Putting this in as a reminder to me. I'll come back, after work, and write you a novel. 'cause this has been my life for the last few years.
     
  4. Van

    Van CBMod CB Mods Premium Member

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    Occupation:
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    .....and then I developed a screaming migraine at work, finished the next six hours then went home and collapsed onto a comatose state with great drugs coursing through my system....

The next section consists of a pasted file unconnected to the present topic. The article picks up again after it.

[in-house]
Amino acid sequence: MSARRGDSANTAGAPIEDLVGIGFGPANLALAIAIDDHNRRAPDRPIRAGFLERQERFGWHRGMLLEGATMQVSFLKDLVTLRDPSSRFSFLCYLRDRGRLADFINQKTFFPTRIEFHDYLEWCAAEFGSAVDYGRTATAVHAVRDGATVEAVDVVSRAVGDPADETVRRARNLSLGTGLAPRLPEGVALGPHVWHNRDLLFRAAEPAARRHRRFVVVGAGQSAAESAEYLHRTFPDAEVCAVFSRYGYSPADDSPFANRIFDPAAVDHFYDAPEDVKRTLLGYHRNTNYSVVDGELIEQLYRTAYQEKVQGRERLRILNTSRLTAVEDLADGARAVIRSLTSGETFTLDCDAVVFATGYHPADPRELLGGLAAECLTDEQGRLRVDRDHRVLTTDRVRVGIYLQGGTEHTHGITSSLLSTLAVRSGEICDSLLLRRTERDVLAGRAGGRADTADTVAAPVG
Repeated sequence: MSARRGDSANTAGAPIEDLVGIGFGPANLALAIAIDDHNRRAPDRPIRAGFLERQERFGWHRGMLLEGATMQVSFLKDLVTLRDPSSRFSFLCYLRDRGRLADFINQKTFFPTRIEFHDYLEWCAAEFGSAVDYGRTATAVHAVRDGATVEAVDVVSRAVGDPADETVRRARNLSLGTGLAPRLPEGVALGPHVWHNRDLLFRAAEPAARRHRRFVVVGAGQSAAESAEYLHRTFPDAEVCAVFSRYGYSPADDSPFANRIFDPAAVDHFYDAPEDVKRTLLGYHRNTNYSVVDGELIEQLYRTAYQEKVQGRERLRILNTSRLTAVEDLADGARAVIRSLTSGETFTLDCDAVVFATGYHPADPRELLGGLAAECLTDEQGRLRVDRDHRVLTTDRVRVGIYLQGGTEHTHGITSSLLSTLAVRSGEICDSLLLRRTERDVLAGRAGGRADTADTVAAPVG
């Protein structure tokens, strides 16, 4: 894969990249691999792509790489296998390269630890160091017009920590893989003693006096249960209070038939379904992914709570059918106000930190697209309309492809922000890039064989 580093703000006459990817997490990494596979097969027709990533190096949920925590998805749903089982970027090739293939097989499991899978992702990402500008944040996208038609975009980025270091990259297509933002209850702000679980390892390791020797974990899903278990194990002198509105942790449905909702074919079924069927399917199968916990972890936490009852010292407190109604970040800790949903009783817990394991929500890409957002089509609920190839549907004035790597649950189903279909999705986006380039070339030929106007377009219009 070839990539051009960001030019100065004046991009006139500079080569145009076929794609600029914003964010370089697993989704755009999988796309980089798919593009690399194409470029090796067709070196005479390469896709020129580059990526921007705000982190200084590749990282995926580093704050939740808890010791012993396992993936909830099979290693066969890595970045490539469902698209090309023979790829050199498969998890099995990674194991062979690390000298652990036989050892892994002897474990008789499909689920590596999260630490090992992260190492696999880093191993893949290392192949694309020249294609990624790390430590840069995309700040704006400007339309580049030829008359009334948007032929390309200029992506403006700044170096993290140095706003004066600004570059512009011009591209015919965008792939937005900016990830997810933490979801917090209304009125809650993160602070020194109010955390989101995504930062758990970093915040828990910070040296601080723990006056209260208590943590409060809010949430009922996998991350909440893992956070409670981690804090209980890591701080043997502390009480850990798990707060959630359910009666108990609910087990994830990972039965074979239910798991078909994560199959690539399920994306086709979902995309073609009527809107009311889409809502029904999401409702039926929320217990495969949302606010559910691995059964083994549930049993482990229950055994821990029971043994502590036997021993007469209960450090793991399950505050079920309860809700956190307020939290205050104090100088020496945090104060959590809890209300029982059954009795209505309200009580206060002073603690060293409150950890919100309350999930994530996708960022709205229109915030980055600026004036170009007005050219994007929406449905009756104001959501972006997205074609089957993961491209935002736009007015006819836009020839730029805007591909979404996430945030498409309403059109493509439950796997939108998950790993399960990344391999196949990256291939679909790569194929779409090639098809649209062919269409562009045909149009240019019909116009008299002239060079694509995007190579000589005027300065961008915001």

I've got a bit o' time this morning so let me say that, from my experience, it can be scary contemplating that move from Theatre to "The Real World" but it doesn't have to be a complete paradigm shift in your reality. Over the last few years at my last theater I was beginning to transfer out of the shop and spending more and more time at my desk like a real TD. I was able to hone a bunch of skills that I had used for years but was really only playing with; Scheduling things via calendars and tasks in MS Office rather than on a legal pad and a desk blotter. Really learning how to develop great multi-page spreadsheets to track inventories, shop hours, etc. All of these skill, plus my <our, as TD's> skills in Carpentry, electrical, Paint, yadda, yadda, yadda, ALL of these transfer over into the real world. At Present I'm a Project Manager for a company that does the "build-out" of theatres. We make curtains install Rigging systems, we make transfer switches, company switches, build and install line-shafts... We are a "theatre company" we're a Construction Company but all that Theatre knowledge folds right into what we do. The construction world uses different software to schedule things but it's still a schedule. If you look at 'Phases' the way you look at 'Scenes' it's pretty much the same thing. Now, if you really want to stay in a "creative" field, you can do what I did for the last couple years, find a Scenic and or Display house, I was at Acme Scenic & Display, until they stopped doing the scenery thing, but ther are tons of production houses making window displays and store fixturing, specialty display for retail and trade show. All of these places need good Theatrically trained folks that know the tricks to building temporary items Quick, Cheap and Fast.